Hundreds of people packed Kingston Council’s public gallery, foyer and meeting rooms as councillors voted unanimously last night against a rezoning of Kingswood Golf Course land for residential building.
And about 529 people live streamed last night’s special meeting online where councillors decided to abandon the Planning Scheme Amendment process for the 53.4ha Dingley Village site.
Kingston Mayor Cr Steve Staikos said the council wanted the community to know it was listening to them. Cr Staikos said of the 8,000 public submissions on the controversial issue (the largest number ever received by the council for a planning proposal) 97.5 per cent were opposed to the proposed rezoning and construction of hundreds of homes on the Dingley land.
“Councillors want the community to know that we have read their submissions and we have heard them,” Cr Staikos said.
The meeting was also watched live online by members of the public. Cr George Hua said he would now pursue rezoning the golf course land to green wedge. “We need to make sure it doesn’t come back to us in a few years time,” Cr Hua said.
His words brought cheers from the gallery. Cr David Eden said the exercise had been costly for the council, the community and the developer.
He said measures needed to be introduced at State level to stop inappropriate developments before they reached the application stage.
“The application system is in urgent need of revision,” he said.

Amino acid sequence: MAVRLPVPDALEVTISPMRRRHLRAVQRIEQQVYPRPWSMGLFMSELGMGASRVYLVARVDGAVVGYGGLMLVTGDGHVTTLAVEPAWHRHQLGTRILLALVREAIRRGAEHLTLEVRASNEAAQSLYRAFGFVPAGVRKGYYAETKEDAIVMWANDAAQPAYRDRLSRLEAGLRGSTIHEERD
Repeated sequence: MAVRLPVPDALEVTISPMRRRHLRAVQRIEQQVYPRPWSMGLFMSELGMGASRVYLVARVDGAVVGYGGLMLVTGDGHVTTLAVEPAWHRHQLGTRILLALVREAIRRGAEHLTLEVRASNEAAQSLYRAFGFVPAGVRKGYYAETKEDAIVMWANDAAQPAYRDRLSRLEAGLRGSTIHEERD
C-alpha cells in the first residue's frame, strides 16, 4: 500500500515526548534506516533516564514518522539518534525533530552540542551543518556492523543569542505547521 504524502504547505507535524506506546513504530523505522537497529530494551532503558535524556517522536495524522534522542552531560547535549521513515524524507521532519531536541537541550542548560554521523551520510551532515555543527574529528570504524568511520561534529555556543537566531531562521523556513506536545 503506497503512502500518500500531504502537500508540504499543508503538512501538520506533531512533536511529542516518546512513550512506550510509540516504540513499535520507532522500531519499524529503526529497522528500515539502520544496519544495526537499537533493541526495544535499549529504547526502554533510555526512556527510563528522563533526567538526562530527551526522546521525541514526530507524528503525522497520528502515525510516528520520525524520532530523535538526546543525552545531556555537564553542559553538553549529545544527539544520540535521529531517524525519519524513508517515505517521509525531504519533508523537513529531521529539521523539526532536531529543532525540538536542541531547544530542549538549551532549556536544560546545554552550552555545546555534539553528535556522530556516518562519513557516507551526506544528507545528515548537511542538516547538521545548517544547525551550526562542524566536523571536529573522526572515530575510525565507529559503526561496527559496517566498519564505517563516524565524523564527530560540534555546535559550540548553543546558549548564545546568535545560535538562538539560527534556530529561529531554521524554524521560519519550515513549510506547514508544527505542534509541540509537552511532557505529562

“Residents should have not been put though the stress, nor Council required to expend thousands of hours and therefore hundreds of thousands of dollars funded from ratepayers, reviewing the application.
“The applicant should not have been given hope their impossible plans would be accepted.
“We will be lobbying government for change in the Act, so this will never happen again.”
Property fund giant ISPT bought the 53.4ha site in 2014 for $125 million and developer ASRP1 planned to build a minimum of 760 dwellings on the site.
They had lodged an application with Kingston Council to rezone the site from part Special Use Zone (Golf Courses) and part General Residential Zone to a General Residential Zone to allow for redevelopment of the site for housing.
They applied to subdivide the land into 514 lots including six ‘superlots’ and sought approval for buildings and works on lots less than 300 square metres
There was also an application for a new Development Plan Overlay to the site to guide the future use and development of the land and an application to apply a Vegetation Protection Overlay, Environmental Significance Overlay and Significant Landscape Overlay to protect significant vegetation on the land.
Developers also wanted Environmental Significance Overlays to address potential impact of groundwater contamination and landfill gas migration.
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